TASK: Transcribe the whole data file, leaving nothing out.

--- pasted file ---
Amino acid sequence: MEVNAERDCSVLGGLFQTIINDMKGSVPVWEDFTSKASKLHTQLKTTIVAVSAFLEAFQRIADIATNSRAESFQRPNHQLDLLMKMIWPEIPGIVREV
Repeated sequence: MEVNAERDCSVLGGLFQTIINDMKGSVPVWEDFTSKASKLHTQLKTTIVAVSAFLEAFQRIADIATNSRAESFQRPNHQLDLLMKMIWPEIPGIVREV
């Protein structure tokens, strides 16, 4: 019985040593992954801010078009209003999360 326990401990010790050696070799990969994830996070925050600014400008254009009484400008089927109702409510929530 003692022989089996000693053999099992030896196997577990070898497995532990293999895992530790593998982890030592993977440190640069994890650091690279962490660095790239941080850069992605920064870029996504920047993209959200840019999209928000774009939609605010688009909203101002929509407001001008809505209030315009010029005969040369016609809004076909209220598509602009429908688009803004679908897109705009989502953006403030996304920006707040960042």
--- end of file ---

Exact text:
Amino acid sequence: MEVNAERDCSVLGGLFQTIINDMKGSVPVWEDFTSKASKLHTQLKTTIVAVSAFLEAFQRIADIATNSRAESFQRPNHQLDLLMKMIWPEIPGIVREV
Repeated sequence: MEVNAERDCSVLGGLFQTIINDMKGSVPVWEDFTSKASKLHTQLKTTIVAVSAFLEAFQRIADIATNSRAESFQRPNHQLDLLMKMIWPEIPGIVREV
């Protein structure tokens, strides 16, 4: 019985040593992954801010078009209003999360 326990401990010790050696070799990969994830996070925050600014400008254009009484400008089927109702409510929530 003692022989089996000693053999099992030896196997577990070898497995532990293999895992530790593998982890030592993977440190640069994890650091690279962490660095790239941080850069992605920064870029996504920047993209959200840019999209928000774009939609605010688009909203101002929509407001001008809505209030315009010029005969040369016609809004076909209220598509602009429908688009803004679908897109705009989502953006403030996304920006707040960042």